VELLORE: Sitting in their single room house in the refugee camp in Abdullapuram in Vellore district, a hapless Lankan refugee family is mourning their son, who will be cremated thousands of miles away from here on Wednesday.
Twenty-nine year-old Leorsin Seemmanpillai had committed suicide by self-immolation on June 1 in Melbourne after facing the threat of deportation to Sri Lanka. Because the Australian government denied to give him a permanent visa (permanent citizen).
He had left the camp in Vellore 18 months ago with the hope of reaching the shores of Australia for a better future for himself and his family.
The telephone call from Australia during the wee hours of June 1 shattered Seemmanpillai Ezekiel. He was told about the death of his second son Leorsin. “Since we came to know about the death, I have been trying to get a visa from the Sri Lankan Embassy. I also asked the Consul General of Australia in Chennai to help us reach Melbourne to attend my son’s funeral, but returned with a heavy heart,” said Ezekiel, fighting back tears.
Leorsin’s mother Elizabeth and brothers Maricilin and Alexander were living in the camp here.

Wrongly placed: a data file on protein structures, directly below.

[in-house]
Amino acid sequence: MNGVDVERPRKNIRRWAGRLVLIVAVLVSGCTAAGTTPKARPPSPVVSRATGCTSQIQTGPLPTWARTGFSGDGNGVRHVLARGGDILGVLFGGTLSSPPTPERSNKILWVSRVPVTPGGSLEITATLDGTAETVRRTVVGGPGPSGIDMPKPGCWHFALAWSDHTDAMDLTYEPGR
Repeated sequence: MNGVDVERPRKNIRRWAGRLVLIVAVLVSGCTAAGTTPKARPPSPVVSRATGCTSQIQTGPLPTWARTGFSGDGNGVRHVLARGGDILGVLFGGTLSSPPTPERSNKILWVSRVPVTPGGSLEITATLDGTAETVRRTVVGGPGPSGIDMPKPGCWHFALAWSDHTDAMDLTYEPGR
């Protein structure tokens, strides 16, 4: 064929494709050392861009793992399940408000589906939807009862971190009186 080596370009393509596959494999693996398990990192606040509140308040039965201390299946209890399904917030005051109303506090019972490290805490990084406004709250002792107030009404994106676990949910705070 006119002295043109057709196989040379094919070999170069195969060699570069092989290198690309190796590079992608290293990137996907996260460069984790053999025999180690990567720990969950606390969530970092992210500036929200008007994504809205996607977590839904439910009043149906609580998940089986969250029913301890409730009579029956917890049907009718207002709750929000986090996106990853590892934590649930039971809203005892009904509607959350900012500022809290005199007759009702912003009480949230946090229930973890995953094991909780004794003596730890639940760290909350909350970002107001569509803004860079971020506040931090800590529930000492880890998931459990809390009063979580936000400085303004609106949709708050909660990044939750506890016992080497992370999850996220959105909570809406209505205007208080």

Leorsin was supporting the entire family and was sending most of his earnings to his parents. “We have been living in the camp for the last 24 years. Leorsin completed his schooling and studied an electronic and computer engineering polytechnic course. He worked in many places before leaving us one-and-a-half years ago,” he said recollecting about his son.
They were many young Lankans trying to escape to Australia hoping for a better future. After the illegal immigrants number swelled, Australia had begun cracking down to limit the number of refugees and even deported many. “My son is one among them who went to a foreign land. We never knew how he reached Australia. He worked in many places there. He used to telephone us once a week,” said Ezekiel, a coolie. Leorsin was supporting his family by sending anywhere between `10,000 and `15,000 per month.
Though the Lankan Tamils in Australia were ready to sponsor the air fare, the Sri Lankan family was denied visa to enter Australia, citing numerous rules and regulations. “I wanted to be by the side of Leosirn when he was laid to rest but our efforts ended in vain,” he said. The family even asked to bring his body back to India but the rules do not permit it.
After the hospital, where Leorsin’s body had been kept, informed that they would cremate his body if no one claimed it within a day or two, his father contacted the Lankan Tamils and pleaded them to bury his son’s body on behalf of him and his family.